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News: Armored Core Last Raven Portable PV

Posted on : 17-12-2009 | By : | In : News, Videos




The final of the three Armored Core PSP ports, in the form of Last Raven, has received its first promo video and a smattering of coverage. For those unaware, Last Raven was one of the most challenging Armored Core games and ultimately aimed at its loyal fanbase, which wound up a a fair few Western journalists on its PlayStation 2 release (as they found it impossibly difficult for the most part). As a consequence, the original game was very much misunderstood and many of its features overlooked. Notably of which was its very involved branching narrative (though the English localisation was pretty woeful to be fair). The narrative received a large amount of interest, in Japan, and multiple directors were involved in creating various promotional videos for the game (with this being my personal favourite). The current PSP port has subsequently re-used a similar edit to this promo, so you should be able to compare and contrast on how accurate the port is from a graphical standpoint over the original game. This port will be released in Japan on March 4th next year at 3990 yen, along with a nice 60 page artbook containing lots of artwork and interviews.


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Comments (4)

Linking to that 1up review reminds me of the exact reason it took me so long to get into Armored Core: I was a fan of both mecha games and games with customization, but all the reviews I’d been reading from the first Armored Core on told me the games were unapproachable messes liked only by a variety of old coots resistant to change, which sufficiently scared me off. Unapproachable, maybe, but the Armored Core games aren’t hard for hardness’ sake, but are rather like some of the better Treasure games, which punish the player for not using their abilities to the fullest, in the hopes of weeding out less than optimal strategies. It puts the onus for victory on the player, but because the game keeps track of a lot of numbers, reviewers think those numbers mean they have to grind to win, when the opposite is the case: you have to learn to use the resources you already have to their fullest.

I need to pick up Nine Breaker and Nexus on the PS2 someday, since it seems like the ones I don’t already own won’t be getting a PSP port.

The really weird thing is that Demon’s Souls used the same heuristic approach to player death; as you learn the hard way. Yet that is almost universally praised and the Armored Core games, that have employed this approach for over a decade, are still chastised.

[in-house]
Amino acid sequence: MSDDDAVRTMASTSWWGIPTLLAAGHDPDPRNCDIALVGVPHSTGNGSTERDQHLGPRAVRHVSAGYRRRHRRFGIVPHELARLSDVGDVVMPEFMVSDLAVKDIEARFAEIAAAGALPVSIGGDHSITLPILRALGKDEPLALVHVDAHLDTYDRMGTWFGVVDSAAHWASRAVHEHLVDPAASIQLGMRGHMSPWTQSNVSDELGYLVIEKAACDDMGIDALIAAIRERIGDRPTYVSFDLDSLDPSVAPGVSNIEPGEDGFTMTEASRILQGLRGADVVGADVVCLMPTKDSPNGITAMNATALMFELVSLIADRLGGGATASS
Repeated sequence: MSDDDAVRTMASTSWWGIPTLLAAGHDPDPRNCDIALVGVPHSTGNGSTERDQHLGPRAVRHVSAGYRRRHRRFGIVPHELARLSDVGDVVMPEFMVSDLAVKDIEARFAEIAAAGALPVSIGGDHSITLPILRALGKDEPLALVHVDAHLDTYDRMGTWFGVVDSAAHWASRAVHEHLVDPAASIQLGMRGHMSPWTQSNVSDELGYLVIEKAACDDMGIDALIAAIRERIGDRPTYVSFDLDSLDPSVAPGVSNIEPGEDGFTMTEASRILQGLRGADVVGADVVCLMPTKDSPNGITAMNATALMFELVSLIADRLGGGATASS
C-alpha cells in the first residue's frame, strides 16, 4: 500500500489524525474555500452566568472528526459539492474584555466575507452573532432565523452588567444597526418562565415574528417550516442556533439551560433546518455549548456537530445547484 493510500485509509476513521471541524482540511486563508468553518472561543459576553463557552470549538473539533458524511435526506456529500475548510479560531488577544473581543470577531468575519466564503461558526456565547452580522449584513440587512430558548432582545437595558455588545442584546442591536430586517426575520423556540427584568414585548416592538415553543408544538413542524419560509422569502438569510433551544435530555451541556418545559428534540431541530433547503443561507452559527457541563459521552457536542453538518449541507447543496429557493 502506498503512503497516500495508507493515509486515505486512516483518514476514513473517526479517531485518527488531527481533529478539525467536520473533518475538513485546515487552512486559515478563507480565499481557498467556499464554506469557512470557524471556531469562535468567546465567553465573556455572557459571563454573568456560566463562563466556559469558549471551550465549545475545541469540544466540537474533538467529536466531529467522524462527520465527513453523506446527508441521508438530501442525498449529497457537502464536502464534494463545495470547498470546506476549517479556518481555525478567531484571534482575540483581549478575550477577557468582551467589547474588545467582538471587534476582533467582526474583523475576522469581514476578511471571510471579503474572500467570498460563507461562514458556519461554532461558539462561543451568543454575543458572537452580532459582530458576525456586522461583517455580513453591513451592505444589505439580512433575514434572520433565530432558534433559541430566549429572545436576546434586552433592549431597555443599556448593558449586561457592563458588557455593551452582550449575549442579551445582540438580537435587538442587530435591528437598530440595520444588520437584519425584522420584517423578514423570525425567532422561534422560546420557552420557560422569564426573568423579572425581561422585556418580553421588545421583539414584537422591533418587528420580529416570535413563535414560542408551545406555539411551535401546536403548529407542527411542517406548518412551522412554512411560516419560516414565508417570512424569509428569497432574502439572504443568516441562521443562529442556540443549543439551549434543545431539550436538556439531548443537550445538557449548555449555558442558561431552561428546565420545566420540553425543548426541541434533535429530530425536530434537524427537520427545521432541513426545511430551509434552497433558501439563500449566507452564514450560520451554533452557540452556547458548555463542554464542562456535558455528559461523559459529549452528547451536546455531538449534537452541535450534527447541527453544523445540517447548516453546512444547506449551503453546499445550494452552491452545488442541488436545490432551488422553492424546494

I’d be willing to bet that if Demon’s Souls hadn’t enjoyed the praise it did from importing early adopters and a few outspoken voices in the gaming press, the scores we see on metacritic and GameRankings would be far lower. The gaming press doesn’t like “hard” or “innovative” unless there’s a strong enough voice in the market to make it worth paying attention to those qualities as features rather than demerits, sadly enough. We probably weren’t too far from Demon’s Souls being another “cult-only gem with terribly negative reviews” such as God Hand.

That said, I think Demon’s Souls did a bit more to relate the mechanics in a more accessible way. The gaming intelligentsia is a lot more aware of the roguelike genre now than they were a few years ago, and Demon’s Souls was made in a format that people would automatically make the connection. There’s not as much in an Armored Core title to suggest that method of gameplay to the neophyte player, who’ll get their bank account heavily into the red and not try to realize that the game isn’t punishing him for trying, but rather for not trying to adapt.

I do still need to play Last Raven, which definitely looked like it was trying to suggest this kind of activity to the player with the use of different story paths, but I’ve been avoiding it because of the legendary difficulty. There’s always one more mecha game that I want to get good at before I move onto Last Raven, which seems to tower over my gaming collection like a grim monolith.

Thing is though the Armored Core series had been around for over 8 years by the point Last Raven was released, and was the 10th canon release by that point as well. Considering that Armored Core is also part of a much larger gaming genre (far larger than the roguelike), it’s almost beyond belief that the game received the treatment it did.

Honestly, how much hand holding is needed with these so called “gaming intelligentsia”?

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